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Inside Founders (May 17th, 2019)

1. The Long-Term Stock Exchange may change how startups operate when going public. The LTSE will be the 14th national stock exchange in the US, and was created by Silicon Valley entrepreneur Eric Ries, author of The Lean Startup. Ries raised $19 million from venture capitalists to launch the project, which received SEC regulatory approval on May 10. The Silicon Valley-based exchange is geared toward tech companies and designed to emphasize long-term innovation rather than short-term profitability. Some of the LTSE benefits for startups include tenured share voting—allowing for founder control without dual-class shares—and greater stock-ownership transparency for companies. — AXIOS

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2. Business leaders should focus on higher education, diversity and infrastructure rather than tax breaks to build strong startup ecosystems. So argue three experts on business and innovation by examining how cities can attract more startups. While Amazon's decision to invest in New York and Washington, D.C. was motivated by tax-breaks and incentives, focusing on more progressive civic engagement will foster innovation and economic growth. Investment in higher education will lead to greater entrepreneurship, as well as more public/private partnerships. Investment in diversity and inclusion programs like Boston-based Hack.Diversity has proven economic gains. Past investments in infrastructure such as transportation, housing and public education helped drive Silicon Valley's success. — HARVARD BUSINESS JOURNAL

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3. Follow Friday: What do radio-controlled cars, cakes and startup failure have in common? Entrepreneur Abigail Edgecliffe-Johnson. Find her on Twitter@DrEdgecliffe for thoughts on being a founder and a woman in tech. On Medium, the entrepreneur describes herself as a confectionary roboticist, and writes about tech and startup life. Her site Second1First speaks to her confectionary side, and includes not just elaborately designed cakes, cupcakes and cakepops, but also RoboCakes—baked goods with robotic elements. Edgecliffe-Johnson's own startup, Race Ya, was designed to teach children about engineering and science through toy cars, and received notice from Good Morning America, The Wall Street Journal and Today, to name a few. But her latest endeavor, TheShutDown (@ShutDownSurvey), addresses the non-unicorn in the room: startup failure. After Race Ya failed to meet its crowdfunding goals last year, Edgecliffe-Johnson began searching for resources if she needed to shutter. She didn't find them. So she's running a survey to gather intel and resources for an open-source project designed for other founders in similar situations. TheShutDown was recently featured by NPR.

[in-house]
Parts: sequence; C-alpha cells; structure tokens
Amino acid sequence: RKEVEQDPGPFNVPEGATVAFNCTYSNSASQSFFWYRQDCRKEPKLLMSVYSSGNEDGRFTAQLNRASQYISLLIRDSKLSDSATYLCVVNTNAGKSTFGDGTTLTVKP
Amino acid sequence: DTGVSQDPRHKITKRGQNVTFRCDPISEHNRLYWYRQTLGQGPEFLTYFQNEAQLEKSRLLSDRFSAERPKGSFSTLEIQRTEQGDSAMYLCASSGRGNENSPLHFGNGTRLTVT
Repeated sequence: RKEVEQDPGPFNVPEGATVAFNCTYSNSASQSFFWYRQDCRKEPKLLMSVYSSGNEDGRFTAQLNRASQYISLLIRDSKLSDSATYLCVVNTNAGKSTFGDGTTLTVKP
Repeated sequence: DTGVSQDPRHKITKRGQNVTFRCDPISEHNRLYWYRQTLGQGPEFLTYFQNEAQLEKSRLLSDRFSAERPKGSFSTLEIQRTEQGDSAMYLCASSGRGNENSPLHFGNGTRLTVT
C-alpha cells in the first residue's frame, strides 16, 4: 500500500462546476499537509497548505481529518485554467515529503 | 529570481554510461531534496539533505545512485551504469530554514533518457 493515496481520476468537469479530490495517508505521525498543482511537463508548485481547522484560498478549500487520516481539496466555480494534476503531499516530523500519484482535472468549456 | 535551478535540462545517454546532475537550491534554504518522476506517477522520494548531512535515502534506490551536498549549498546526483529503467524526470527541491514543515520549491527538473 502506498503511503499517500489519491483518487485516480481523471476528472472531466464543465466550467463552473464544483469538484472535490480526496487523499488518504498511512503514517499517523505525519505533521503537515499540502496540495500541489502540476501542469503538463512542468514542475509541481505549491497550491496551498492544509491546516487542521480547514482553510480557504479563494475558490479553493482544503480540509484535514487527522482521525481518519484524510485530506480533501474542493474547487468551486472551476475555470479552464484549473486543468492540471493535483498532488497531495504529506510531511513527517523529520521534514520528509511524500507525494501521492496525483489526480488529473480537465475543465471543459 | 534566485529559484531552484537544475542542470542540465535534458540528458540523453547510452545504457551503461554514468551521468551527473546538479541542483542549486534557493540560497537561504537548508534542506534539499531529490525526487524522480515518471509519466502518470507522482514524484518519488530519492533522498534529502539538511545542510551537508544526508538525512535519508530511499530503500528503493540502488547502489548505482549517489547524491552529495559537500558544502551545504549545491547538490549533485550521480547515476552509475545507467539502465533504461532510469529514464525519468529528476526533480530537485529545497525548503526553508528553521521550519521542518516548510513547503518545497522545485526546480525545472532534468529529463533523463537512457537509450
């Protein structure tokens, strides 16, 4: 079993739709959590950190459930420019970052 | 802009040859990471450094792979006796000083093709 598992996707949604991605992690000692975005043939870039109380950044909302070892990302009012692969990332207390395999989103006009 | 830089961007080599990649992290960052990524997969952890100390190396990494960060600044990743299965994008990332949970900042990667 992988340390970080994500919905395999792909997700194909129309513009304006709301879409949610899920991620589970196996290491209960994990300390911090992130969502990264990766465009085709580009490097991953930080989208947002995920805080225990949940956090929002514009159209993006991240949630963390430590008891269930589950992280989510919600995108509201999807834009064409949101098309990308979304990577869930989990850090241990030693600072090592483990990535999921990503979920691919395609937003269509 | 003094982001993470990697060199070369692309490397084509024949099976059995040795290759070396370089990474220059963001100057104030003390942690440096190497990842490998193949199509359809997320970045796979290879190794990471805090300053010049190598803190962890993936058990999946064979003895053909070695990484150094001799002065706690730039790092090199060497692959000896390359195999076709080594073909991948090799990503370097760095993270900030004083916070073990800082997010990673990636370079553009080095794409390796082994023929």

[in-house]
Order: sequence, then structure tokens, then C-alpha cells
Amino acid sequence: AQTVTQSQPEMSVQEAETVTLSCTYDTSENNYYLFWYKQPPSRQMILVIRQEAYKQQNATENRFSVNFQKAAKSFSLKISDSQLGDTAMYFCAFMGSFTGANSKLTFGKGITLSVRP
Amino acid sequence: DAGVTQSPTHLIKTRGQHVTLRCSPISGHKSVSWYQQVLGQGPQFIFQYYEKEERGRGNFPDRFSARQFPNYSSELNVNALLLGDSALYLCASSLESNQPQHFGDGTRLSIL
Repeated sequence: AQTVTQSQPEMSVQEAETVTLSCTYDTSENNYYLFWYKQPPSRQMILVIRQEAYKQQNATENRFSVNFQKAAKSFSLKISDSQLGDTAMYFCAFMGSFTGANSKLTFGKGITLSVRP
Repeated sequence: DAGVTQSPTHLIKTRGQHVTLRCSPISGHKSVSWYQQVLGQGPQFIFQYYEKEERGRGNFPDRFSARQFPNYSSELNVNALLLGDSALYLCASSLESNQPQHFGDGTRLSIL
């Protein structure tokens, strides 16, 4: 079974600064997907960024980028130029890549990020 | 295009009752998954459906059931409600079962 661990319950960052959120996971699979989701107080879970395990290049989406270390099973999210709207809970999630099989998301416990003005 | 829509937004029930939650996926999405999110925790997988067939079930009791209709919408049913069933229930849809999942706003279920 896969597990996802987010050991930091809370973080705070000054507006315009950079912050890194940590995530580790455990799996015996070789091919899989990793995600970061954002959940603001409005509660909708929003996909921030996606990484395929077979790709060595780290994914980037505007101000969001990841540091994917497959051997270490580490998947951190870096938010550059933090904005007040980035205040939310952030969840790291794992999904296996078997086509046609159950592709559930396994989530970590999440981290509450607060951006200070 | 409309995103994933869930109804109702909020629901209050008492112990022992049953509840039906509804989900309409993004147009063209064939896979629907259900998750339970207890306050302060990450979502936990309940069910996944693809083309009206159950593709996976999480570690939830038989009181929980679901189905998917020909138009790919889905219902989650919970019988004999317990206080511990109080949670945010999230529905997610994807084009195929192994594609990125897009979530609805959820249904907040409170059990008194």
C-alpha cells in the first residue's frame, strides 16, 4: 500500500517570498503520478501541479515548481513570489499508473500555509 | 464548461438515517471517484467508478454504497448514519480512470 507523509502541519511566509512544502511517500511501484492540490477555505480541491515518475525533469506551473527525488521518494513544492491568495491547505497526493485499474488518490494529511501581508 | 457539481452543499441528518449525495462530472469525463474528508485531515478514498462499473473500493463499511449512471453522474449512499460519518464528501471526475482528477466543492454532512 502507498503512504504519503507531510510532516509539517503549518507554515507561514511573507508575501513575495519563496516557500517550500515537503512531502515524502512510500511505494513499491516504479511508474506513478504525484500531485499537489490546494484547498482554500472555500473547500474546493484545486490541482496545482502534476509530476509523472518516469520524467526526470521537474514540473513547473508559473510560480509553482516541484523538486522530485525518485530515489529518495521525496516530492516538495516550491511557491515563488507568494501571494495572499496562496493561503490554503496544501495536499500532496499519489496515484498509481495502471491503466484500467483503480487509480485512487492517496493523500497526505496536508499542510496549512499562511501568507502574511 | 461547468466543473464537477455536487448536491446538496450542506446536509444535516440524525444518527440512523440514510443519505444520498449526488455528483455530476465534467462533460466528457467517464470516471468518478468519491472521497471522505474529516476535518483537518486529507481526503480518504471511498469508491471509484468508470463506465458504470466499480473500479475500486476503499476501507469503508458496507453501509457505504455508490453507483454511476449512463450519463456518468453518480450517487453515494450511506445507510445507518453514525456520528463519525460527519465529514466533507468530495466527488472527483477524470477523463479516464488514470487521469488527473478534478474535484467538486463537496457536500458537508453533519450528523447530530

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4. Seven startups focused on people living with disabilities will receive grants through Microsoft's AI for Accessibility program. The companies will gain access to Microsoft's cloud-computing platform Azure, Microsoft's AI resources, and financial coverage for data collection. The companies include Our Ability, whose founder John Robinson was born without limbs, had trouble securing employment, and whose startup connects disabled people with potential employers. Founder Dexter Ang created Pison, which uses an electromyography armband to detect movements by people with afflictions such as Parkinson's (which his mother had) and converts them into mouse movements. — TECHCRUNCH

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5. Amazon lead a $575 million funding round announced Friday for British food-delivery startup Deliveroo, co-founded in 2013 by William Shu, a former investment banking analyst who began his company by delivering food himself. — WALL STREET JOURNAL

6. Despite Pinterest's $41.4 million loss in the first three months of 2019, co-founder and CEO Ben Silbermann says the company's focus hasn't changed since its IPO debut last month, and remains geared to helping people "...discover inspiring ideas for every aspect of their lives." — CNN

7. Drexel University Professor Youngmoo Kim, also the founder of Philadelphia's ExCITe Center, says the next generation of founders needs to shift away from "tech monoculture" to promote diversity and equity.TECHNICALLY PHILADELPHIA

8. Seventy-four startups will compete for $500,000 in the Austin-based accelerator MassChallenge; most of the early-stage startups are from Texas, and 56 percent were founded by women. — XCONOMY

9. Rapper and record-label founder Berner (Gilbert Milam Jr.) built his cannabis and fashion line Cookies around a particular cannabis strain after realizing early on that the cannabis industry itself lacked branding. — ENTREPRENEUR

10. Under-30 scientists are using gene editing technology CRISPR to found companies focused on disease detection and medical therapies—and are receiving millions in funding to do so. — FORBES

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Julia Goldberg is a journalist and author living in Santa Fe, New Mexico. She writes regularly about the intersection of technology and culture, and is the executive director of MIX Santa Fe, a networking organization for entrepreneurs. She writes the Inside Founders newsletter and can be found on Twitter @votergirl.

Editing team: Kim Lyons (Pittsburgh-based journalist and managing editor at Inside); Susmita Baral (senior editor at Inside, who runs the biggest mac and cheese account on Instagram); and David Stegon (senior editor at Inside, whose reporting experience includes cryptocurrency and technology).

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